Written and Directed by Kay Cannon.
Starring Camila Cabello, Nicholas Galitzine, Billy Porter, Idina Menzel, Pierce Brosnan, Maddie Baillio, Charlotte Spencer, Minnie Driver, Missy Elliott, James Acaster, James Corden, Fra Fee, Nikkita Chadha, and Tallulah Greive.
A modern movie musical with a bold take on the classic fairy tale. Our ambitious heroine has big dreams and with the help of her fab Godmother, she perseveres to make them come true.
To watch writer/director Kay Cannon’s anachronistically modernized retelling of the classic fairy tale Cinderella is to periodically stop and question if what’s happening on screen is happening and not some vividly lucid nightmare. That’s also not easy to write considering the filmmaker does have talent (Blockers is an underappreciated comedic gem, and one gets the sense that taking things a little less seriously while peppering in some more fun and jokes would do some wonders, although maybe not where the presence of James Corden is concerned but I digress) and the idea of exploring the fable through a progressive and diverse lens is appealing, even if the story has been done to death.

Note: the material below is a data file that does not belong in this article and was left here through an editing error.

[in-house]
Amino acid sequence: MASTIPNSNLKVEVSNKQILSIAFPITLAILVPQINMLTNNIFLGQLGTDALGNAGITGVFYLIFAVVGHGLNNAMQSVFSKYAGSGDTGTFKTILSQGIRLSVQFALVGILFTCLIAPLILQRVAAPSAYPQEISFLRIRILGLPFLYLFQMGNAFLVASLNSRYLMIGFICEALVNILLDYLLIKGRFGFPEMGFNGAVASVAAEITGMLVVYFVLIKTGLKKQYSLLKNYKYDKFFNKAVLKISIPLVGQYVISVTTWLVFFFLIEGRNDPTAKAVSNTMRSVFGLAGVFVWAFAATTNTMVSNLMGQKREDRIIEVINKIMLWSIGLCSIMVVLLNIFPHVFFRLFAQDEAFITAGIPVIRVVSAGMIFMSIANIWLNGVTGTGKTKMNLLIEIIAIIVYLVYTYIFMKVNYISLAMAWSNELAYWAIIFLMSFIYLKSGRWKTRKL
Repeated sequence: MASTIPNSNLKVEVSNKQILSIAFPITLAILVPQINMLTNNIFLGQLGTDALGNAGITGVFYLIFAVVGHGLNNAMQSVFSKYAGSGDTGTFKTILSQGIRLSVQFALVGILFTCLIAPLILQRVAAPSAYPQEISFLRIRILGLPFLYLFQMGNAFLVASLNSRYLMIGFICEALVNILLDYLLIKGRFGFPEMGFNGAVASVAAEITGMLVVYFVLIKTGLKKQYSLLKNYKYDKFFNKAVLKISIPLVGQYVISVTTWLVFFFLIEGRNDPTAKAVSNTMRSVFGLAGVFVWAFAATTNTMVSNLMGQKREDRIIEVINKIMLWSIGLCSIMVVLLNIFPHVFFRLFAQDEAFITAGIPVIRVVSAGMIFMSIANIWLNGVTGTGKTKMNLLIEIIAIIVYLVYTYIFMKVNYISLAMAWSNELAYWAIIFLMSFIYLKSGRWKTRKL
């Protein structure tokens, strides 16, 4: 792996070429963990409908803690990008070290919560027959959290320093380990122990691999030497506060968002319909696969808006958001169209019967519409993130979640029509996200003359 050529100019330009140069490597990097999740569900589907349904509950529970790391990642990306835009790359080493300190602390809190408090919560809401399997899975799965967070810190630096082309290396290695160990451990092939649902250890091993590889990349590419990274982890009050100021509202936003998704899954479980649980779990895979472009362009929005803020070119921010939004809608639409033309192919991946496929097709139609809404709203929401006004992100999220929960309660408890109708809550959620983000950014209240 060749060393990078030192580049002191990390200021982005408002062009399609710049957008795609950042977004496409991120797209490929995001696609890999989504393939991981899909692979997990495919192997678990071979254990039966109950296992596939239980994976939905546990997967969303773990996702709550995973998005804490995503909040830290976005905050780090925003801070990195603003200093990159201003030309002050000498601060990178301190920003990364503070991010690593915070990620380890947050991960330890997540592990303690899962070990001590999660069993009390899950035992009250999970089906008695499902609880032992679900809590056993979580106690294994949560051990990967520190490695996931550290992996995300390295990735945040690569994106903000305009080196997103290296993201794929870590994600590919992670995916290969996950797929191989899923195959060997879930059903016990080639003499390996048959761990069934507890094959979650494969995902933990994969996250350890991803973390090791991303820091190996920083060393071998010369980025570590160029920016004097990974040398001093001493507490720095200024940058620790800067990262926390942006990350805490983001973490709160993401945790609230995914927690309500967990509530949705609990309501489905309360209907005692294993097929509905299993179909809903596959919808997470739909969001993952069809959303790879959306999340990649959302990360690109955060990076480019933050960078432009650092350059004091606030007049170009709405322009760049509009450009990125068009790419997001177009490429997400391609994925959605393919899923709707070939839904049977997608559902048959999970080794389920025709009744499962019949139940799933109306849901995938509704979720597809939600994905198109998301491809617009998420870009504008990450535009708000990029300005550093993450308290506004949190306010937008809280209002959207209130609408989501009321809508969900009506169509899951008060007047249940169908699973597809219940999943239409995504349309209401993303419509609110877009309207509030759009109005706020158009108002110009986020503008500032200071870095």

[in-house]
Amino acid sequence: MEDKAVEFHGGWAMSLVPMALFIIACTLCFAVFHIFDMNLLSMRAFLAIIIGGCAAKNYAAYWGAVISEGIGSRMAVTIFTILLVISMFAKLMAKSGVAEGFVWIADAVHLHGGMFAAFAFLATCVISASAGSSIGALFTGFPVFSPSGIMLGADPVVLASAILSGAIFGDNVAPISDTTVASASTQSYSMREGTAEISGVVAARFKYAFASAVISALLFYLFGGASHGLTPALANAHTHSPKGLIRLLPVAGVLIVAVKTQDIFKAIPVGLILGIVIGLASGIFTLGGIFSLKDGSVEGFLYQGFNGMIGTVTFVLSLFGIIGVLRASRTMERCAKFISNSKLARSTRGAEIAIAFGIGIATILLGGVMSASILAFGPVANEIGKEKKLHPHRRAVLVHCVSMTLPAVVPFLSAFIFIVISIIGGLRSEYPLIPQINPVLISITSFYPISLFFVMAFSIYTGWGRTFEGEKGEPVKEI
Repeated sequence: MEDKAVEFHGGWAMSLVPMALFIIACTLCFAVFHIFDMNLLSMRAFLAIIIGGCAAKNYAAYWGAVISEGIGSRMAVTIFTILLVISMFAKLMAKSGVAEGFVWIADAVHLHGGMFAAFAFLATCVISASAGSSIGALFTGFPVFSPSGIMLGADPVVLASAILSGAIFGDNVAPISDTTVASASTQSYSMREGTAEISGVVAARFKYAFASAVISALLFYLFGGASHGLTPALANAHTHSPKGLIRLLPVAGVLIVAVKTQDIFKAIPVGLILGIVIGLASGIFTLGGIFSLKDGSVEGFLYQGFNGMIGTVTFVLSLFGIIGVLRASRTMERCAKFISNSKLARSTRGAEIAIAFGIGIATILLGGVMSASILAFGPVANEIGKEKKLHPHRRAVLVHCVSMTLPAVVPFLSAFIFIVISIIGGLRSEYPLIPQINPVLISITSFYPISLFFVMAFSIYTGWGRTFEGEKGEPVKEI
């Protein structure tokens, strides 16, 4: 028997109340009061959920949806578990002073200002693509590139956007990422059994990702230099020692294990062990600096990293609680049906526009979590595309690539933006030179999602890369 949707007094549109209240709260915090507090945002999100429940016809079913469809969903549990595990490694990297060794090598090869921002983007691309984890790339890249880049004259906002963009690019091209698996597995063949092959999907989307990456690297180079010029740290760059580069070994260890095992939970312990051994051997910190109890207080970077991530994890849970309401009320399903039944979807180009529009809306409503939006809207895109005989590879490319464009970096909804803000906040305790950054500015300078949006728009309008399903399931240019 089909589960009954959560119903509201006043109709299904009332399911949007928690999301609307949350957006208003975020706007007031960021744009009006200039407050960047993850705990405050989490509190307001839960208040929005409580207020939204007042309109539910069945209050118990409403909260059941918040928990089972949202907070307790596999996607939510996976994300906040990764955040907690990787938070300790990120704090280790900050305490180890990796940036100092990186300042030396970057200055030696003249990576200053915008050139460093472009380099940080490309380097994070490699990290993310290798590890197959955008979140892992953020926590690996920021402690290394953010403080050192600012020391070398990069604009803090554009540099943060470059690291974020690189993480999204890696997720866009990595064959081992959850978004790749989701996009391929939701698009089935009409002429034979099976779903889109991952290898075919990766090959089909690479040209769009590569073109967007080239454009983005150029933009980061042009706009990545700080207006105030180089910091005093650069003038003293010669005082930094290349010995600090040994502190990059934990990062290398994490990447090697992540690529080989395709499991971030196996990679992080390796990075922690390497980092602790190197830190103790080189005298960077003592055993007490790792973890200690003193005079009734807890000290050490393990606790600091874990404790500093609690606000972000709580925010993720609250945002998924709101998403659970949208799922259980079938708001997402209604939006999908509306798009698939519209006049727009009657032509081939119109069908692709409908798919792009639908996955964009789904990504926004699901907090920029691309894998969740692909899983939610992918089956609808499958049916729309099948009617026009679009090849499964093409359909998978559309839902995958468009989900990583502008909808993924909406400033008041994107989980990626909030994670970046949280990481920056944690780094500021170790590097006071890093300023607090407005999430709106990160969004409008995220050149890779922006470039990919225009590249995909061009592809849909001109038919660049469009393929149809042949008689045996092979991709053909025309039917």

Singer-songwriter Camila Cabello has been cast in the titular role, rebranded here as Ella with the full name of Cinderella serving as a lame insult. Of course, the musician background of Camila Cabello means the approach here is a musical, albeit a highly frustrating one considering the star’s amateurish acting, autotune vocals, and subpar singing skill. It’s also possible that my opinion of Camila Cabello’s talents would change outside of Cinderella as it’s also difficult to lay the blame entirely on her. Simply put, the musical numbers are flat with next to no imagination, relying on colorful costumes and low-energy dance choreography (the only one that feels remotely exciting is the finale, but by then, that feeling is offset by the relief of knowing the ending credits are coming) to entertain.